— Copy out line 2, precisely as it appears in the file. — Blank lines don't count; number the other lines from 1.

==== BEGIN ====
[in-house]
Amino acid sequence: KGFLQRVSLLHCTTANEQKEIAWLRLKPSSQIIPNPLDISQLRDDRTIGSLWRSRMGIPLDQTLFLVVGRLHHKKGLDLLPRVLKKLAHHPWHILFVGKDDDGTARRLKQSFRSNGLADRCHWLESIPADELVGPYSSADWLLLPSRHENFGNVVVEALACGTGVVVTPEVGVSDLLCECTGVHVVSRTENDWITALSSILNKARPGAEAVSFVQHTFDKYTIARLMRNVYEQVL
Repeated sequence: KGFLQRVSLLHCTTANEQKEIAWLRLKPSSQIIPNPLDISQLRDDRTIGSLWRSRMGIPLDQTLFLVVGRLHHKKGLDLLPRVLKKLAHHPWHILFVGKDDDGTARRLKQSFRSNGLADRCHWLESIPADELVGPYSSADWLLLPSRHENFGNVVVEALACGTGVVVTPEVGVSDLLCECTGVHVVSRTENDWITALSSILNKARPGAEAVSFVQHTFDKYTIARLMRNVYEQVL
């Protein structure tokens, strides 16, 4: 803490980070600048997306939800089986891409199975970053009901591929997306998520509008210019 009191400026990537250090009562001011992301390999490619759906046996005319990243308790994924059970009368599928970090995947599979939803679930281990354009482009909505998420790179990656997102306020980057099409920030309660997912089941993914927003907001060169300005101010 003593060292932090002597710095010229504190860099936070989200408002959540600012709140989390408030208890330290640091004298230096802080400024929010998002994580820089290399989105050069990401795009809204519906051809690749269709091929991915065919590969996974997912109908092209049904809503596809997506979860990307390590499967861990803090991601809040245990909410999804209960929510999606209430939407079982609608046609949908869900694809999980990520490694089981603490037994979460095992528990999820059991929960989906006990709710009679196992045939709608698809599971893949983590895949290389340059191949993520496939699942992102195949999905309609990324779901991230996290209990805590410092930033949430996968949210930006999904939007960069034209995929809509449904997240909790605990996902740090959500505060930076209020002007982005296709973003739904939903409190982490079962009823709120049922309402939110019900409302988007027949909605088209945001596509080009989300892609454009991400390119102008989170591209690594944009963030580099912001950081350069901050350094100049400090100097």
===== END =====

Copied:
Amino acid sequence: KGFLQRVSLLHCTTANEQKEIAWLRLKPSSQIIPNPLDISQLRDDRTIGSLWRSRMGIPLDQTLFLVVGRLHHKKGLDLLPRVLKKLAHHPWHILFVGKDDDGTARRLKQSFRSNGLADRCHWLESIPADELVGPYSSADWLLLPSRHENFGNVVVEALACGTGVVVTPEVGVSDLLCECTGVHVVSRTENDWITALSSILNKARPGAEAVSFVQHTFDKYTIARLMRNVYEQVL